Basket Vols couldn’t hit end of gym

Marvin Westwestwords

Keep in mind that Tennessee’s revised shooting strategy is Rick Barnes’ idea.

Months ago, the coach told this team to fire away when open. Where the shooters were when they let it fly didn’t seem to matter. The coach probably preferred inside the arena.

Sunday in Nashville, the Volunteers misfired themselves into a 78-66 loss to Colorado. Barnes and most of 12,000-plus fans were undoubtedly disappointed. Some were probably embarrassed.

The Buffalos were on the bounce-back. They were upset at Grambling on Friday.

Barnes told the team on Saturday “they’re going to come in here like a wounded dog ready to bite somebody.” And they did.

The Vols missed the message. They seemed to be counting on their reputation. They were ranked No. 11 in the country.

Tennessee’s offense was inept. It hit 16 shots and missed 47 (25.4 per cent if you don’t have your own calculator). Floor play lacked purpose. Far from the goal, the ball went back and forth across the court but there was almost no inside attack.

Misfires were not limited to long shots. The Vols were 2-for-11 around the rim.

Barnes said overall defense was bad and guard play was generally worse. He did not explain what happened to Plan B, what the Vols should do when shots aren’t falling.

Shots definitely were not falling. Santiago Vescovi and Zakai Zeigler combined to shoot 6-for-25 and 4-for-17 on 3-pointers.

The coach was magnanimous toward the tourists.

“Let’s give Colorado a lot of credit … they had one day between games to get prepared … I thought they played terrific. We had no answer for them defensively in the second half. We didn’t guard.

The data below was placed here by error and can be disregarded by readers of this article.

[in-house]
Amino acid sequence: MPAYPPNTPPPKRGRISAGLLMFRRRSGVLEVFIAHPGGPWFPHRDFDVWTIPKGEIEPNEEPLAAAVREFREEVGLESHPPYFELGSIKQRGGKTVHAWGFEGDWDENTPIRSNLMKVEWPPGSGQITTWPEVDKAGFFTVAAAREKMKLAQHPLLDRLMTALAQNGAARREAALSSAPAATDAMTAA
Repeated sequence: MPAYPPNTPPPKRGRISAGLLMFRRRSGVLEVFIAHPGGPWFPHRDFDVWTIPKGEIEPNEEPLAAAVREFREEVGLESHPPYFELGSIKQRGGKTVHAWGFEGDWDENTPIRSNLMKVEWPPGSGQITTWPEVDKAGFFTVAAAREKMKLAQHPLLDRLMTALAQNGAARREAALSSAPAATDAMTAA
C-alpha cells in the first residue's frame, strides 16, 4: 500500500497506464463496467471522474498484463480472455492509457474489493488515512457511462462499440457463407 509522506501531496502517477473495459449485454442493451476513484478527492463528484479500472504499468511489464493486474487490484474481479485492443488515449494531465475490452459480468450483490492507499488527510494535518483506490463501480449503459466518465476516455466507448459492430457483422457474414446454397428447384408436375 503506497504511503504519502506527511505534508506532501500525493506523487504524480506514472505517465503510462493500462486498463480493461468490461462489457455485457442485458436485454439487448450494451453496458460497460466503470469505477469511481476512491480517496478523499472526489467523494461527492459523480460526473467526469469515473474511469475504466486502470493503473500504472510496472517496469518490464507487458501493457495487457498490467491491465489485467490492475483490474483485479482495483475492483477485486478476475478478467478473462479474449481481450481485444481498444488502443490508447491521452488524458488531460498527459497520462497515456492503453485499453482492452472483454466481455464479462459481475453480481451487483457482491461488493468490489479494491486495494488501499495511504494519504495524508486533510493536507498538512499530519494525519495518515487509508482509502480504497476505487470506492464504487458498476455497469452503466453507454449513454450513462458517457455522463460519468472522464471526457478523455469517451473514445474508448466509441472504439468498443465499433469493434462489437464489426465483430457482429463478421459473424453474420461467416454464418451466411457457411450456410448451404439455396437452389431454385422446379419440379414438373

“I don’t want to take anything away from Colorado. They deserved to win. I thought they controlled the game pretty much from start to finish.”

In the first half, Tennessee was successful drawing fouls. The Vols made 17 of 21 free throws and actually led at intermission, 34-32. That was almost unbelievable. UT was 2-for-18 shooting in the worst 13:21 of the first-half clock.

The pattern changed. In the second half, the Buffs appeared quicker, more aggressive, more determined. The Vols fouled, instead of being fouled.

Barnes used an ugly word, complacency.

“I didn’t like our mindset coming in,” said Barnes. “If we think we’re just good enough to go out there and play, today proved that we’re not … whether we’re making threes or not, we should be able to play better basketball than we played…I mean, our defense, Colorado got whatever it wanted in the second half. Especially in the last 10 minutes.”

The coach had examples.

“We had as bad a breakdown on defense as you can have to give up a three. Then we got wild. I’m looking out there and I don’t have a clue what we’re doing. I thought our guard play set the tone in a negative way.”

Guards weren’t all bad. Santiago Vescovi, never accused of not hustling, had five steals and hit all five free throws. He was 2-for-13 but scored 11. Zakai Zeigler scored 12 and tried very hard. Tyreke Key was a bit better that his partners. He got six rebounds, hit nine of 11 free throws and scored 15.

Josiah-Jordan James was the Tennessee star. He scored 15, hit more than half his shots, claimed eight rebounds and competed on defense. He may have played too many minutes.

Olivier Nkamhoua missed seven of his eight shots but pulled 10 rebounds. Other inside players made little contribution. Uros Plavsic suffered an ankle injury in the third minute and did not return.

“The guards did not make the game easy for anybody,” said the coach. “Then when doubt started creeping in, we looked like we were frozen on the defensive end. I mean, we did things with an older, experienced group that should never happen.”

Barnes named names. He said Vescovi tries to do too much. He said when Santiago or Ziggy start driving, they are out of control.

“Zakai was wild. He was totally out of control to the point where I’ve already told him ‘you’re not starting’ because that hasn’t worked very well.”

The other team, how about the Buffalos?

They won the second half by 14. They won the rebounding battle by nine. J’Vonne Hadley and KJ Simpson got 10 each. They hit 43.5 percent from the floor. Simpson and Tristan da Silva were the most productive. Simpson scored 23; da Silva, 14.

Tristan deserves another paragraph because he is interesting: He lives in Munich. He was born in Brazil. He speaks five languages. His father was a professional boxer.

Marvin West welcomes reader comments or questions. His address is [email protected].

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